Debut Homes failed the solvency test as outlined in the Companies Act. The solvency test has two limbs that both must be satisfied: the liquidity limb (the company is able to pay its debts as they fall due) and the balance sheet limb which is satisfied if the value of a company’s assets is greater than the value of its liabilities.
If a company reaches the point where the company is clearly not salvageable and continuing to trade will result in a shortfall to creditors, directors are in breach of their duties under the Companies Act if they decide to keep trading.
In addition to the solvency test, the Companies Act has other provisions dealing with insolvency and near-insolvency situations. These include formal and informal mechanisms such as proposing a “compromise” to creditors, voluntary administration, liquidation and receivership.
The Supreme Court found that all formal mechanisms “require persons independent of the directors to run the processes...The removal of decision-making powers from directors in such circumstances is a recognition that directors are not the appropriate decision-makers in times of insolvency or near-insolvency.
This is because their decisions may be compromised by conflicting interests and, even where that is not the case, they may be too close to the company and its business to be able to take a realistic and impartial view of the company’s situation.”
Another feature of formal mechanisms is they require the involvement of all creditors. Mr. Cooper should have looked at putting some of those formal mechanisms in place and reaching a compromise with creditors. All creditors, including the IRD needed to be engaged with. The order of priority when it comes to creditors should have had the IRD at the top of the list, even though that isn't stated anywhere. In this case the IRD wasn't part of Mr. Cooper’s decision making process at all.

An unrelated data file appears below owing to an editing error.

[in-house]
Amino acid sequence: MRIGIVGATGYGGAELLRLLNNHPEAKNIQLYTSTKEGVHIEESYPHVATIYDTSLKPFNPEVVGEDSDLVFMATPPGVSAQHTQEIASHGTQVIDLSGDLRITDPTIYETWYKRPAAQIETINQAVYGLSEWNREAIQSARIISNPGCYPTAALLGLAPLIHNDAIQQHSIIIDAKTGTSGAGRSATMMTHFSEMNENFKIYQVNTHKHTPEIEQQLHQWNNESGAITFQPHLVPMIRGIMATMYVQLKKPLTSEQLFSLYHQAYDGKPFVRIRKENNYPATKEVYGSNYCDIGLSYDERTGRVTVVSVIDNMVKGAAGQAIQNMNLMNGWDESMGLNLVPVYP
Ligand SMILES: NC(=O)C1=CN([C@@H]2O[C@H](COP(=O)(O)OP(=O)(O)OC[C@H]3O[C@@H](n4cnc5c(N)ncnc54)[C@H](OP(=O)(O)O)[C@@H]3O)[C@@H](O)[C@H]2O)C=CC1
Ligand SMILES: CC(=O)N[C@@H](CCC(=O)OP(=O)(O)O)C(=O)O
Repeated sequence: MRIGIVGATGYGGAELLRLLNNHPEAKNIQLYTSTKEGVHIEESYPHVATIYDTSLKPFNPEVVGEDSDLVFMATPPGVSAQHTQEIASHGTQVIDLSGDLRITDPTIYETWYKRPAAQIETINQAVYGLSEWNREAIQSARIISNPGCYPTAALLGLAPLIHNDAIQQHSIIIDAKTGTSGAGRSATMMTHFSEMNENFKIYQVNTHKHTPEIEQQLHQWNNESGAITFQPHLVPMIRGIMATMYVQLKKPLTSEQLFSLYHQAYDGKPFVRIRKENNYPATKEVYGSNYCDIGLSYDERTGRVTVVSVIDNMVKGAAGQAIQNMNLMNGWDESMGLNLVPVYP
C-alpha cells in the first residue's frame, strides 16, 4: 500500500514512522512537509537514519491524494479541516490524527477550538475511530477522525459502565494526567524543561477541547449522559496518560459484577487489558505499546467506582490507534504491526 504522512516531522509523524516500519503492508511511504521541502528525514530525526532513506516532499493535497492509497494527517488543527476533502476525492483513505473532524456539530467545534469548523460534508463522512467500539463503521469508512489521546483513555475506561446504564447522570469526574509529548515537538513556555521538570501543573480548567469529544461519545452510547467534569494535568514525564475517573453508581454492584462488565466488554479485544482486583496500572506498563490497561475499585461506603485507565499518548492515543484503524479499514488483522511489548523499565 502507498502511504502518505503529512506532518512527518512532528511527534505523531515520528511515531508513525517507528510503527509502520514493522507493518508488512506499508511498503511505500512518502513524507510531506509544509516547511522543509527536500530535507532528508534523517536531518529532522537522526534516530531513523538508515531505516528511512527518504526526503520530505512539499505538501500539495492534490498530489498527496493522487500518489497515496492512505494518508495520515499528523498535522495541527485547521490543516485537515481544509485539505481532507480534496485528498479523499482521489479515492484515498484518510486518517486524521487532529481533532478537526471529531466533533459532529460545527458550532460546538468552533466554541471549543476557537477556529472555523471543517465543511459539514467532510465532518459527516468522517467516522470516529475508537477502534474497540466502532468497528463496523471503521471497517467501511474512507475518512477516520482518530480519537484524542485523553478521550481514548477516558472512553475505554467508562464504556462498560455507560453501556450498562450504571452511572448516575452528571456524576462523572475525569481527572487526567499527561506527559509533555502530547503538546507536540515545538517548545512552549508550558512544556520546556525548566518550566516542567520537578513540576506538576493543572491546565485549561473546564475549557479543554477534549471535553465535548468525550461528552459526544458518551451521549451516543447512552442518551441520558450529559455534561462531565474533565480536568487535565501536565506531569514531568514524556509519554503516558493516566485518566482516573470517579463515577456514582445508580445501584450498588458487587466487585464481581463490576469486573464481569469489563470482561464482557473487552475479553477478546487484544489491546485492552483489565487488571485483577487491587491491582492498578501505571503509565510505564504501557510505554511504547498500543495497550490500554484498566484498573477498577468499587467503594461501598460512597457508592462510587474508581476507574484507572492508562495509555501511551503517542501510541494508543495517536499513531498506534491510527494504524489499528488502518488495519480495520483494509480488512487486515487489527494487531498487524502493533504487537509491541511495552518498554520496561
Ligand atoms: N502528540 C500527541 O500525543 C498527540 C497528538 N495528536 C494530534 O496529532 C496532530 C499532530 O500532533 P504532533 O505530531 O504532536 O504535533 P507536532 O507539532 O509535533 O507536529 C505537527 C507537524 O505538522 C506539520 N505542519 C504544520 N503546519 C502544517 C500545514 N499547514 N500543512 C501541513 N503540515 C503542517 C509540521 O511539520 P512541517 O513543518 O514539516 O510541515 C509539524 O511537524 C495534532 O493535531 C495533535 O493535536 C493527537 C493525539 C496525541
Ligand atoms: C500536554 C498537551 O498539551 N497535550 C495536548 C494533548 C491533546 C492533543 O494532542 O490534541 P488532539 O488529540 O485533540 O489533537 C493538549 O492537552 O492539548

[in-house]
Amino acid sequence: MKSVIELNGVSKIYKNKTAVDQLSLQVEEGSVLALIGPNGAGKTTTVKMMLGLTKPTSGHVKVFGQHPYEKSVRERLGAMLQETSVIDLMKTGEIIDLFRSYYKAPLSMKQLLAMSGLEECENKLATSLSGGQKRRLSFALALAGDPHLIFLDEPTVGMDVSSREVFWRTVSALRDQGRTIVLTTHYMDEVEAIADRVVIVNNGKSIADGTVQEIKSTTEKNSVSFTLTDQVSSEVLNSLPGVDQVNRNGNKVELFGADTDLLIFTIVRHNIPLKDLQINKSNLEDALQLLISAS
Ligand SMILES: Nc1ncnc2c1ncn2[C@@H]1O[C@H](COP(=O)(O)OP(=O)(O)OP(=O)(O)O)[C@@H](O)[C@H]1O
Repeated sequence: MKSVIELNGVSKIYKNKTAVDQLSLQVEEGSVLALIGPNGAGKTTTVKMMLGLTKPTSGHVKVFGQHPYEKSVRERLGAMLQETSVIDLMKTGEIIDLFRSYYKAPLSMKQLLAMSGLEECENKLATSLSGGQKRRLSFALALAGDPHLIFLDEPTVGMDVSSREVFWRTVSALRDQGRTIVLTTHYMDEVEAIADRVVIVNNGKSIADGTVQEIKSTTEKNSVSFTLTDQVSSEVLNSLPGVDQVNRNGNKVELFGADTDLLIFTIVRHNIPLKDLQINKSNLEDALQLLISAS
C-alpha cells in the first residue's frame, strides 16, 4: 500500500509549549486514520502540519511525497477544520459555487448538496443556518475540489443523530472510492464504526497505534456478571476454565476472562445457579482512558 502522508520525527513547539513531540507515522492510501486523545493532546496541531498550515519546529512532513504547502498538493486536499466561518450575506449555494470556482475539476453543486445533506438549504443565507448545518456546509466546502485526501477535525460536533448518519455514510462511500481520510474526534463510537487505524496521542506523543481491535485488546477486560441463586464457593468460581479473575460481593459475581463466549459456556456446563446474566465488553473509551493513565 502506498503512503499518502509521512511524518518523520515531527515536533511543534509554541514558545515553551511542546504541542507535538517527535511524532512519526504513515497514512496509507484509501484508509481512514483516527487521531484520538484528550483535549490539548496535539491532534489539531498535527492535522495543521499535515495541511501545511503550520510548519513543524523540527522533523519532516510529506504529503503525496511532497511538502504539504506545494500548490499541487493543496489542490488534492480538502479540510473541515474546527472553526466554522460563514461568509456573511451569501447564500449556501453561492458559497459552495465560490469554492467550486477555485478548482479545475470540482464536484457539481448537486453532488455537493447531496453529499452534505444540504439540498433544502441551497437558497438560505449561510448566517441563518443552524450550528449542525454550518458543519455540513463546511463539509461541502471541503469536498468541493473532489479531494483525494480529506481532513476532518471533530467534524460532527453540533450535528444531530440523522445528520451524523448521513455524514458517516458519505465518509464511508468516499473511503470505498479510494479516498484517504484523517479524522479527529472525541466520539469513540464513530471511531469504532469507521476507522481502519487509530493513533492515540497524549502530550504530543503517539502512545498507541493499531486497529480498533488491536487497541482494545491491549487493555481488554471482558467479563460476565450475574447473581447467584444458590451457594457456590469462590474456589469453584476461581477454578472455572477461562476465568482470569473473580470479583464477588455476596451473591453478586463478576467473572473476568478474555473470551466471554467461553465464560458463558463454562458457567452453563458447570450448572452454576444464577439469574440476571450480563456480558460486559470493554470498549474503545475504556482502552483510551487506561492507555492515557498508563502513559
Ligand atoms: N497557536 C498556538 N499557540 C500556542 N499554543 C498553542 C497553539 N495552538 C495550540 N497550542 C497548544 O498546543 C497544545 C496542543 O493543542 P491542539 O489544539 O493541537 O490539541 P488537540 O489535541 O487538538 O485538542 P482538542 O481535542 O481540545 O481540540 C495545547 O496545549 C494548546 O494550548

Mr. Cooper tried to do the right thing by his creditors but he made a big mistake by not paying the IRD first. People have got to be really, really careful here, because the duties of the Act will be enforced and that means directors may be personally liable.
Of the options available to him, Mr. Cooper decided to carry on trading. One of his defenses was his decision was based on professional advice but the Supreme Court was very clear that by not availing of formal or informal mechanisms in the Companies Act he was personally liable, despite the fact he acted on professional advice.
So Mr. Cooper did a lot of things wrong to be frank. His intentions were good but he didn't do things the right way and he didn't consider all of the people he ought to have considered.
In these uncertain times when things can change really quick it shows the importance of directors being very aware of what's going on in the company and being mindful of their obligations. It also means considering the solvency of the company regularly and robustly.
Janice Hughes is a Director of, and senior legal adviser at, Aspiring Law. Please remember, this information is designed as a general guide, and should not replace specific legal advice on a particular issue.